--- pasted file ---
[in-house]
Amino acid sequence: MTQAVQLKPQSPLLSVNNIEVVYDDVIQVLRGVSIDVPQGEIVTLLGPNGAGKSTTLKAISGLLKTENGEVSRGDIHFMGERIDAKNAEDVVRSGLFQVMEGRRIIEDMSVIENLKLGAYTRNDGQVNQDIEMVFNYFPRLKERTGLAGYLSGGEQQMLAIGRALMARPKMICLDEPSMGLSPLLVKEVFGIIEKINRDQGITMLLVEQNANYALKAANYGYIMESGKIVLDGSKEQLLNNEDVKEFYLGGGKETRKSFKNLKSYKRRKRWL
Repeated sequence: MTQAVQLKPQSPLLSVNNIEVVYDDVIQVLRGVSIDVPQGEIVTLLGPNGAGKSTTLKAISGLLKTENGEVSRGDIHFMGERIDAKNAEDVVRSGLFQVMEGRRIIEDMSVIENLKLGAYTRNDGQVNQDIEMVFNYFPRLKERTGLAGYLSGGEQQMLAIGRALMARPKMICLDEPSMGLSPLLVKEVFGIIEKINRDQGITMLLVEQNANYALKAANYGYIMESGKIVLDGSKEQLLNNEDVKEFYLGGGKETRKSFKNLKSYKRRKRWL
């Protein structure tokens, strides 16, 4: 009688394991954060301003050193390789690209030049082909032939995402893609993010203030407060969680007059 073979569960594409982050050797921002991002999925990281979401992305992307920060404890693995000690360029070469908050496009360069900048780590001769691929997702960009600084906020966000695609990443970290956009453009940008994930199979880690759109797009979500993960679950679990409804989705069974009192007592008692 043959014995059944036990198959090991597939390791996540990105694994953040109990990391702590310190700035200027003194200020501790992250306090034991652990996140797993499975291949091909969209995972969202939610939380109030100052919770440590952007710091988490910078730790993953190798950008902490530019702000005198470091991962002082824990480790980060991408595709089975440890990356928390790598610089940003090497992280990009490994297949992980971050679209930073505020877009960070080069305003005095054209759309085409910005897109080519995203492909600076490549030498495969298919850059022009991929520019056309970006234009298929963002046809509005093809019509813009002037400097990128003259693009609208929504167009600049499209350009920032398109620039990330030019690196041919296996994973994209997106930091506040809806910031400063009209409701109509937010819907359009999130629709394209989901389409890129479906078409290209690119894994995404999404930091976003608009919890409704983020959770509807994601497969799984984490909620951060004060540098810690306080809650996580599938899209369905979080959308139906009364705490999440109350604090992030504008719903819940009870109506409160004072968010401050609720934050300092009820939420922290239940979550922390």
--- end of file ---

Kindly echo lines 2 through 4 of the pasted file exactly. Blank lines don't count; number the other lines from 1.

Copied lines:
Amino acid sequence: MTQAVQLKPQSPLLSVNNIEVVYDDVIQVLRGVSIDVPQGEIVTLLGPNGAGKSTTLKAISGLLKTENGEVSRGDIHFMGERIDAKNAEDVVRSGLFQVMEGRRIIEDMSVIENLKLGAYTRNDGQVNQDIEMVFNYFPRLKERTGLAGYLSGGEQQMLAIGRALMARPKMICLDEPSMGLSPLLVKEVFGIIEKINRDQGITMLLVEQNANYALKAANYGYIMESGKIVLDGSKEQLLNNEDVKEFYLGGGKETRKSFKNLKSYKRRKRWL
Repeated sequence: MTQAVQLKPQSPLLSVNNIEVVYDDVIQVLRGVSIDVPQGEIVTLLGPNGAGKSTTLKAISGLLKTENGEVSRGDIHFMGERIDAKNAEDVVRSGLFQVMEGRRIIEDMSVIENLKLGAYTRNDGQVNQDIEMVFNYFPRLKERTGLAGYLSGGEQQMLAIGRALMARPKMICLDEPSMGLSPLLVKEVFGIIEKINRDQGITMLLVEQNANYALKAANYGYIMESGKIVLDGSKEQLLNNEDVKEFYLGGGKETRKSFKNLKSYKRRKRWL
């Protein structure tokens, strides 16, 4: 009688394991954060301003050193390789690209030049082909032939995402893609993010203030407060969680007059 073979569960594409982050050797921002991002999925990281979401992305992307920060404890693995000690360029070469908050496009360069900048780590001769691929997702960009600084906020966000695609990443970290956009453009940008994930199979880690759109797009979500993960679950679990409804989705069974009192007592008692 043959014995059944036990198959090991597939390791996540990105694994953040109990990391702590310190700035200027003194200020501790992250306090034991652990996140797993499975291949091909969209995972969202939610939380109030100052919770440590952007710091988490910078730790993953190798950008902490530019702000005198470091991962002082824990480790980060991408595709089975440890990356928390790598610089940003090497992280990009490994297949992980971050679209930073505020877009960070080069305003005095054209759309085409910005897109080519995203492909600076490549030498495969298919850059022009991929520019056309970006234009298929963002046809509005093809019509813009002037400097990128003259693009609208929504167009600049499209350009920032398109620039990330030019690196041919296996994973994209997106930091506040809806910031400063009209409701109509937010819907359009999130629709394209989901389409890129479906078409290209690119894994995404999404930091976003608009919890409704983020959770509807994601497969799984984490909620951060004060540098810690306080809650996580599938899209369905979080959308139906009364705490999440109350604090992030504008719903819940009870109506409160004072968010401050609720934050300092009820939420922290239940979550922390």